Setting waist training goals – focusing on proportion

Back in 2010, I made a two-part video mini-series on waist training 101 – the basics that you should know before you start any corset training regimen. The very first thing I mentioned in those videos were setting goals for yourself – what waist size would you like to have, and why? Sometimes a beginner will tell me, “I want to have a 24 inch waist.” Well, do you want that to be your corseted measurement, or your natural measurement? One takes much more work than the other. (I had mentioned in a previous video that if you want a natural 24″ waist, you may have to lace down to 20″ or even less in the corset to be able to maintain that natural waist measurement.)

I also know women who have started out close to a 34″ waist, and want to be able to close an 18″ corset. While that’s certainly aiming for the stars and I don’t want to shoot down your dreams, it will likely take you several years and several corsets to properly train down to that point. Also, have you considered what an 18″ waist would like like on your frame? An 18″ waist may look out of place if you are 5’10” and 180 lbs. But for a petite woman who is 4’11” tall and weighs perhaps 100 lbs, an 18″ waist may not look out of place at all on this  woman. Instead of focusing on arbitrary numbers for your waist training goals, perhaps you should consider proportion instead as a way to determine your ultimate corseted goal. Below you’ll see a few examples (or you can just watch the video above to learn the same ratios):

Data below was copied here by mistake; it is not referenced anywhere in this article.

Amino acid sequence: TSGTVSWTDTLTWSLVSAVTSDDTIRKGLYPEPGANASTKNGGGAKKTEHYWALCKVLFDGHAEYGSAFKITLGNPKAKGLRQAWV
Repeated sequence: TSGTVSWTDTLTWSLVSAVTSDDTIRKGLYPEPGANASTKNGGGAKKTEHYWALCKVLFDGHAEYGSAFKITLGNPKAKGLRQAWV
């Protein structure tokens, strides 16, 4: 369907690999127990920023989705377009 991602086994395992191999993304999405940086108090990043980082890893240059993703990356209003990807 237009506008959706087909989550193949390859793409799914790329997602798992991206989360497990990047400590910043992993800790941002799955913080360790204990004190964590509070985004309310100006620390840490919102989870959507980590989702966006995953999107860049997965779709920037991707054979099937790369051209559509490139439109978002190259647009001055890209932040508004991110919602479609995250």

Method A: The waist circumference = 0.7 x (hip circumference)


Excellent example of where to measure your waist and full hip to determine your ratio. Picture from

This equation has been touted by doctors and athletes for years as being the modern accepted “healthy” and “attractive” waist-to-hip proportion. Women with a natural waist below 0.7x(hip circumference) often have a lower risk of cardiovascular disease, as it’s often a marker of carrying less visceral fat (the fat that physically chokes the organs in the peritoneal cavity, and is also metabolically more active than subcutaneous fat, releasing hormones that can lead to metabolic abnormalities). If a woman with a 40″ hip circumference were to calculate her goal waist based on this equation, then her goal waist circumference would be 0.7 *(40 inches) = 28 inches.

Method B: The waist circumference = your thigh circumference

Whether this goal is reasonable/ attainable often depends on your body shape. I have seen many pear-shaped women with shapely thighs (likely between 25-30 inches in circumference) because they gain their weight in their hips, thighs and bottom, often leaving the waist naturally small. In this situation, this method may be quite attainable. However if you are naturally an apple shape and you have a tendency to gain around your middle, while having thin legs and thighs (close to 16-20″ in circumference), this may not be the best goal for you.

Method C: The width of your hips = 1.618 x (your waist width)